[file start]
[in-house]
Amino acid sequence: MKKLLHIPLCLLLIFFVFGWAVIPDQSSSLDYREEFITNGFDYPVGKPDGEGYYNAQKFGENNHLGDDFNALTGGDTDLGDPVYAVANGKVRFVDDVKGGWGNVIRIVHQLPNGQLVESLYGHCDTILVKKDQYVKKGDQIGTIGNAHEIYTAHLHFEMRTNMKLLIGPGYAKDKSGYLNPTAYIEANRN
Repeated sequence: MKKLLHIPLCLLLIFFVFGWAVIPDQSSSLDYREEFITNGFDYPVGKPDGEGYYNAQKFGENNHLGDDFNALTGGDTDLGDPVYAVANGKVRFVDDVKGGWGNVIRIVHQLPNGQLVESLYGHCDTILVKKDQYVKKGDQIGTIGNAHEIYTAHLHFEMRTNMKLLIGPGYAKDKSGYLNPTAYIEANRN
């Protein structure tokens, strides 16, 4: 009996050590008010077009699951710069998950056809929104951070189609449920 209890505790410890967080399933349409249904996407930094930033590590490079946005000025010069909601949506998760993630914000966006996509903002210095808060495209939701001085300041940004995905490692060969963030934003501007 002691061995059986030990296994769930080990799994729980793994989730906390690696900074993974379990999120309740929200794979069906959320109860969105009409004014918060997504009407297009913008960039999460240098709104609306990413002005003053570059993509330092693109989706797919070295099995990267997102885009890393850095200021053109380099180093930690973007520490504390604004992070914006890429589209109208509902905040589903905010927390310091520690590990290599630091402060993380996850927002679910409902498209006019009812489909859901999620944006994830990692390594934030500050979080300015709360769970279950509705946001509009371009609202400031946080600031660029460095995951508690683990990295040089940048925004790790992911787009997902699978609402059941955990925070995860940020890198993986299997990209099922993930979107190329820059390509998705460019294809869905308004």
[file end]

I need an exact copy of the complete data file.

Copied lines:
[in-house]
Amino acid sequence: MKKLLHIPLCLLLIFFVFGWAVIPDQSSSLDYREEFITNGFDYPVGKPDGEGYYNAQKFGENNHLGDDFNALTGGDTDLGDPVYAVANGKVRFVDDVKGGWGNVIRIVHQLPNGQLVESLYGHCDTILVKKDQYVKKGDQIGTIGNAHEIYTAHLHFEMRTNMKLLIGPGYAKDKSGYLNPTAYIEANRN
Repeated sequence: MKKLLHIPLCLLLIFFVFGWAVIPDQSSSLDYREEFITNGFDYPVGKPDGEGYYNAQKFGENNHLGDDFNALTGGDTDLGDPVYAVANGKVRFVDDVKGGWGNVIRIVHQLPNGQLVESLYGHCDTILVKKDQYVKKGDQIGTIGNAHEIYTAHLHFEMRTNMKLLIGPGYAKDKSGYLNPTAYIEANRN
């Protein structure tokens, strides 16, 4: 009996050590008010077009699951710069998950056809929104951070189609449920 209890505790410890967080399933349409249904996407930094930033590590490079946005000025010069909601949506998760993630914000966006996509903002210095808060495209939701001085300041940004995905490692060969963030934003501007 002691061995059986030990296994769930080990799994729980793994989730906390690696900074993974379990999120309740929200794979069906959320109860969105009409004014918060997504009407297009913008960039999460240098709104609306990413002005003053570059993509330092693109989706797919070295099995990267997102885009890393850095200021053109380099180093930690973007520490504390604004992070914006890429589209109208509902905040589903905010927390310091520690590990290599630091402060993380996850927002679910409902498209006019009812489909859901999620944006994830990692390594934030500050979080300015709360769970279950509705946001509009371009609202400031946080600031660029460095995951508690683990990295040089940048925004790790992911787009997902699978609402059941955990925070995860940020890198993986299997990209099922993930979107190329820059390509998705460019294809869905308004």